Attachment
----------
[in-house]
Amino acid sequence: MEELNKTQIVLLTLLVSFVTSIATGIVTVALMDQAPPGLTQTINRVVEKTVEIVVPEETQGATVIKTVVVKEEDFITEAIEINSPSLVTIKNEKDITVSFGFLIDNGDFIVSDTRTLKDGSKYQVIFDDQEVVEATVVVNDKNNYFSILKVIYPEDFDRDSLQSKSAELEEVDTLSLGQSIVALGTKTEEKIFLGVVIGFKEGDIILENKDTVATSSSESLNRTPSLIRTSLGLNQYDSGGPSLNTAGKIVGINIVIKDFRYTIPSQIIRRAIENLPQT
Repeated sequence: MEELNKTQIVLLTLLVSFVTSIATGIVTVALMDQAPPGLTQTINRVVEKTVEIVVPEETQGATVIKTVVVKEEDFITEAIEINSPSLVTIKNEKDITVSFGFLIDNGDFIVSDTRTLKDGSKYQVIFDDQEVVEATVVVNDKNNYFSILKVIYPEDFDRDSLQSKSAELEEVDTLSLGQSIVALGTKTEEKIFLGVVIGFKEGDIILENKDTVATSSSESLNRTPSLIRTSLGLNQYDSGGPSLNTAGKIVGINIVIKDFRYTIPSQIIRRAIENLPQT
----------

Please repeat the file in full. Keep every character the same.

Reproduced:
[in-house]
Amino acid sequence: MEELNKTQIVLLTLLVSFVTSIATGIVTVALMDQAPPGLTQTINRVVEKTVEIVVPEETQGATVIKTVVVKEEDFITEAIEINSPSLVTIKNEKDITVSFGFLIDNGDFIVSDTRTLKDGSKYQVIFDDQEVVEATVVVNDKNNYFSILKVIYPEDFDRDSLQSKSAELEEVDTLSLGQSIVALGTKTEEKIFLGVVIGFKEGDIILENKDTVATSSSESLNRTPSLIRTSLGLNQYDSGGPSLNTAGKIVGINIVIKDFRYTIPSQIIRRAIENLPQT
Repeated sequence: MEELNKTQIVLLTLLVSFVTSIATGIVTVALMDQAPPGLTQTINRVVEKTVEIVVPEETQGATVIKTVVVKEEDFITEAIEINSPSLVTIKNEKDITVSFGFLIDNGDFIVSDTRTLKDGSKYQVIFDDQEVVEATVVVNDKNNYFSILKVIYPEDFDRDSLQSKSAELEEVDTLSLGQSIVALGTKTEEKIFLGVVIGFKEGDIILENKDTVATSSSESLNRTPSLIRTSLGLNQYDSGGPSLNTAGKIVGINIVIKDFRYTIPSQIIRRAIENLPQT